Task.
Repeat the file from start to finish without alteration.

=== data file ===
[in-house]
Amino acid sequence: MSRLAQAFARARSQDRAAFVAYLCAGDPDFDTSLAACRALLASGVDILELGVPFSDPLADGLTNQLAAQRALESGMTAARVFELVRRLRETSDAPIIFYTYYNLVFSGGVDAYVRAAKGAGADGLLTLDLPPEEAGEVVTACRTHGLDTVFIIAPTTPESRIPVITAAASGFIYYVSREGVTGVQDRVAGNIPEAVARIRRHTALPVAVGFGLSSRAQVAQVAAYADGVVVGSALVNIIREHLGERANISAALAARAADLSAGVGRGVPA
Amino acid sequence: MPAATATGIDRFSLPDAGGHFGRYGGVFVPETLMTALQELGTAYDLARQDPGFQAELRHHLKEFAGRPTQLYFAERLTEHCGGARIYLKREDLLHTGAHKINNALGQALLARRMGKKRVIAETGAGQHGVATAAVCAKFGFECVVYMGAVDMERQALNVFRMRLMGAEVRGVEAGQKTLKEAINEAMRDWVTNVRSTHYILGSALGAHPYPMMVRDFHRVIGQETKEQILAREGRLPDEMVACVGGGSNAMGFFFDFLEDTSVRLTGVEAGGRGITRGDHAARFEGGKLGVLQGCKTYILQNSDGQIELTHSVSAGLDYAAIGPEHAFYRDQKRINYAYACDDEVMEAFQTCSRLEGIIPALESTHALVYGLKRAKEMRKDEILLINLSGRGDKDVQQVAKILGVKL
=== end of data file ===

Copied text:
[in-house]
Amino acid sequence: MSRLAQAFARARSQDRAAFVAYLCAGDPDFDTSLAACRALLASGVDILELGVPFSDPLADGLTNQLAAQRALESGMTAARVFELVRRLRETSDAPIIFYTYYNLVFSGGVDAYVRAAKGAGADGLLTLDLPPEEAGEVVTACRTHGLDTVFIIAPTTPESRIPVITAAASGFIYYVSREGVTGVQDRVAGNIPEAVARIRRHTALPVAVGFGLSSRAQVAQVAAYADGVVVGSALVNIIREHLGERANISAALAARAADLSAGVGRGVPA
Amino acid sequence: MPAATATGIDRFSLPDAGGHFGRYGGVFVPETLMTALQELGTAYDLARQDPGFQAELRHHLKEFAGRPTQLYFAERLTEHCGGARIYLKREDLLHTGAHKINNALGQALLARRMGKKRVIAETGAGQHGVATAAVCAKFGFECVVYMGAVDMERQALNVFRMRLMGAEVRGVEAGQKTLKEAINEAMRDWVTNVRSTHYILGSALGAHPYPMMVRDFHRVIGQETKEQILAREGRLPDEMVACVGGGSNAMGFFFDFLEDTSVRLTGVEAGGRGITRGDHAARFEGGKLGVLQGCKTYILQNSDGQIELTHSVSAGLDYAAIGPEHAFYRDQKRINYAYACDDEVMEAFQTCSRLEGIIPALESTHALVYGLKRAKEMRKDEILLINLSGRGDKDVQQVAKILGVKL